Thursday, August 20, 2020

Devoted to Fellowship

As I sit down to write these words, I'm struggling with the thoughts in my head.  It has been five months since we began to address the concerns of COVID-19.  Whether you call it a quarantine, safe-at-home order, or self-isolation, these five months have been filled with challenge and change.  Many have had troubles like they've never had before.  In the early days, unprecedented food scarcity plagued my local markets. I waited in line and hoped to find what I most needed.  I told my sons things I've never heard myself say before: This is what you'll eat because this is what we have.  Almost overnight, it seemed a well had dried up.

Despite the struggles, I'll admit that there have been some welcome changes.  There are some norms I'm glad to be rid of. We don't seem to be in the same hurry that we once were, especially here in California where it seems people are always on the go.  The last five months have allowed us to collectively slow our pace, even halting our pace from time to time.  We've read books, made home improvements, and played games with our families.

There are also things I'm sad to have lost.  My older son was counted in the 1% of our national population who graduated high school this year without the traditions we've held for decades.  I recall my senior year with fondness, and I'm sorry that his ended so anticlimactically.

And then there are those practices that fall in to the grey area.  I find the majority of my life does not fall neatly into black or white, but lingers in the continuum of grey.  Please hear my heart as much as my words.  I miss church.  I do.  But, I've had this feeling for months now that we've desperately needed to let go of some of the things we do, or at very minimum, how we do them. Without the routine of Sunday morning, Wednesday night, monthly specials, I've asked myself why do we do what we do as the church?  Why do I do what I do as a part of the church?  Do our actions entice the common man or applaud the Christian elite? How would God design the church if He were starting it today?  I cannot answer that because He is not starting the church today.  However, I can look at how the early church behaved:
They devoted themselves to the apostles’ teaching and to fellowship, to the breaking of bread and to prayer. Everyone was filled with awe at the many wonders and signs performed by the apostles. All the believers were together and had everything in common. They sold property and possessions to give to anyone who had need. Every day they continued to meet together in the temple courts. They broke bread in their homes and ate together with glad and sincere hearts, praising God and enjoying the favor of all the people. And the Lord added to their number daily those who were being saved. (Acts 2:42-47, NIV)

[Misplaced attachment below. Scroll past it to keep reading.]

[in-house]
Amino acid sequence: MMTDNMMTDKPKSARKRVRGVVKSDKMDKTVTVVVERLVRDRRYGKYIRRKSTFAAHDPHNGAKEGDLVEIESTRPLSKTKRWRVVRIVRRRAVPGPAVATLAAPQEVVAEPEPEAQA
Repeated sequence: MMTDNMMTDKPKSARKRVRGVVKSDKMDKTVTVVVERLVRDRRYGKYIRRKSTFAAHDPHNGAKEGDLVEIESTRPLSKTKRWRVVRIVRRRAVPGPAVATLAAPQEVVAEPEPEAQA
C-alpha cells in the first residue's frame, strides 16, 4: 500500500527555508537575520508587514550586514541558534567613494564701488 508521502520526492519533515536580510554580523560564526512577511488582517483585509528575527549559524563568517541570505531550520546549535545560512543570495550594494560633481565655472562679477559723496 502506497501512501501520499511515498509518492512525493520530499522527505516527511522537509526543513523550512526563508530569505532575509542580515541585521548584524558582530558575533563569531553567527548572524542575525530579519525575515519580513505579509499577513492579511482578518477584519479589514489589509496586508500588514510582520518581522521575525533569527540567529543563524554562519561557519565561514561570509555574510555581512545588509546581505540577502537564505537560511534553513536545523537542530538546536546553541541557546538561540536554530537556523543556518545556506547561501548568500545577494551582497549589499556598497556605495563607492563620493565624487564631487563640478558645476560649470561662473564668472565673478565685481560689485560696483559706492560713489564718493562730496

I've been stuck on the first line of this passage for years: They devoted themselves to the apostles’ teaching and to fellowship.  I understand being devoted to teaching, but I could not wrap my head around being devoted to fellowship.  I'm starting to wonder if fellowship is one of the things we've been getting terribly wrong in the church.  If other believers are anything like me (and I'm actually praying that I'm the only one), we've made shallow a very deep word.  Too often I've reduced fellowship to gathering.  We are tempted to call every church event that isn't a "worship service" or "Bible study" or "ministry opportunity" fellowship. The Greek word for fellowship is one that I've heard so often it's almost trite: KOINONIA. Lord, forgive me.

This thing we call fellowship is part of our sacred experience.  It is so much more than potlucks or picnics.  Fellowship has to do with sharing, participating, contributing, and unity.  As I think about this idea, I'm realizing my local church recently shared fellowship by passing out these communion baskets to the families of our church.  More than just the teamwork of purchasing supplies, assembling baskets, and distributing to 40+ homes, I can't help but think about the fellowship of communion.  These glass cups are decades old and, before being shelved away in favor of their disposable plastic versions, offered the chance to unite with God to countless believers. When we take communion we remember Christ and celebrate His sacrifice.

Like these communion cups, have we traded the long lasting means of sharing Christ for a cheap, disposable version?  Have we hidden away something of value for something easier?  I've asked a lot of questions today. In my heart I feel that these questions aren't for me to answer, at least not at this time.

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